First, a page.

Link to other bloggers. Read other bloggers and make sure you link to them. Those links (known in the blogosphere as Pingbacks) show up as comments on most blogs and it’s a way to again link information together.

The amount of content on your blog makes a difference as well. I for one benefit from just the sheer amount of content I now have on my blog (some 660+ posts). That content is picked up by search engines and nearly 40% of my traffic each day comes from search engines (Google specifically). So just know that it takes time. People do not just show up and start commenting on your blog. There is a process that readers go through from lurking to commenting.

Write what you’re thinking, be true to who you are, and find your niche in a niche market. My niche is as an international educator. I have the feeling if I was to move back to the States that I’d be just another educational blogger. But I have a niche as an international technology educator. There are a few of us out here, but it’s still a pretty small niche.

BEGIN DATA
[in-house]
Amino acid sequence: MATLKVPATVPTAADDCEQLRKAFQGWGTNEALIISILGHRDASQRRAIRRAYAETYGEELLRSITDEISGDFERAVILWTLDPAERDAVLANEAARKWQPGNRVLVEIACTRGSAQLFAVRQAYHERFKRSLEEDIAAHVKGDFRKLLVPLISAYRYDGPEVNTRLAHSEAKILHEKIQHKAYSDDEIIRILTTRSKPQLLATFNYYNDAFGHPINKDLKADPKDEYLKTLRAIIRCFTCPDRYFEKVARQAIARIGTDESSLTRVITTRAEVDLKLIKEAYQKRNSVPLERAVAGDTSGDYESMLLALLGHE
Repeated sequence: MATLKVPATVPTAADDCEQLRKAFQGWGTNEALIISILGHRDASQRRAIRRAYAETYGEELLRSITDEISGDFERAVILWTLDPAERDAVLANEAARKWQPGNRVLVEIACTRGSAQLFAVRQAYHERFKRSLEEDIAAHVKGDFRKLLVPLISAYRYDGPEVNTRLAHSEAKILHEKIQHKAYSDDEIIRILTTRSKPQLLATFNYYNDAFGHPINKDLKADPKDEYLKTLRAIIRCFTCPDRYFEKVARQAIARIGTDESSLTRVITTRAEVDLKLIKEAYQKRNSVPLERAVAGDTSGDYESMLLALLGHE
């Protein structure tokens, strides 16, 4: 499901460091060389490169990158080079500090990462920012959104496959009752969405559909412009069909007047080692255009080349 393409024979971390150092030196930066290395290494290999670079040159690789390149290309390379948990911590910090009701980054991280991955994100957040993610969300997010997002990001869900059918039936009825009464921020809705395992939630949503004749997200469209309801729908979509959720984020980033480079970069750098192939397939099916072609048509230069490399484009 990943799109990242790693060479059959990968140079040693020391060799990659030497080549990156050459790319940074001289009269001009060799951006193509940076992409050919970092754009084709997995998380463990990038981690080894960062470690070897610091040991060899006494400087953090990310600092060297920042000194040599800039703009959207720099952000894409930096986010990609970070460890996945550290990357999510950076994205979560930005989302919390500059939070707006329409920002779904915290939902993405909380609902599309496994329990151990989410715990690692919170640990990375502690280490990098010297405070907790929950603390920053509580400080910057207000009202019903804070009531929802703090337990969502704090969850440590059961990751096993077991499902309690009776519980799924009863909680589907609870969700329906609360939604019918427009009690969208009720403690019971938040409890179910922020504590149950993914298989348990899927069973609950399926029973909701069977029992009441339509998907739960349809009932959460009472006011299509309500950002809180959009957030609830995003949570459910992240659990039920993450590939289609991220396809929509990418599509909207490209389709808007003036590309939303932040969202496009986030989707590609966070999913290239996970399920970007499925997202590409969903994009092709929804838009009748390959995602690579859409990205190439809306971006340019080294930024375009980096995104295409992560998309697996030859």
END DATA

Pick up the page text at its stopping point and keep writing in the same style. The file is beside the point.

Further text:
I got my first comment on my 10th post. I didn’t get two comments on the same post until around the 100 post mark. So it takes time, write because you want to, write for you, don’t worry about the comments. What I have found lately is how much I end up searching my own site looking for something that I wrote, a website I know I mentioned, or just to reflect on what I was thinking. I write as a way to store my thoughts, as a way to reflect on my practice and share with the larger community. If you decide to leave a comment great….if not I have my thoughts down to share with others if they ask.

Find your niche, find your purpose, and then just blog!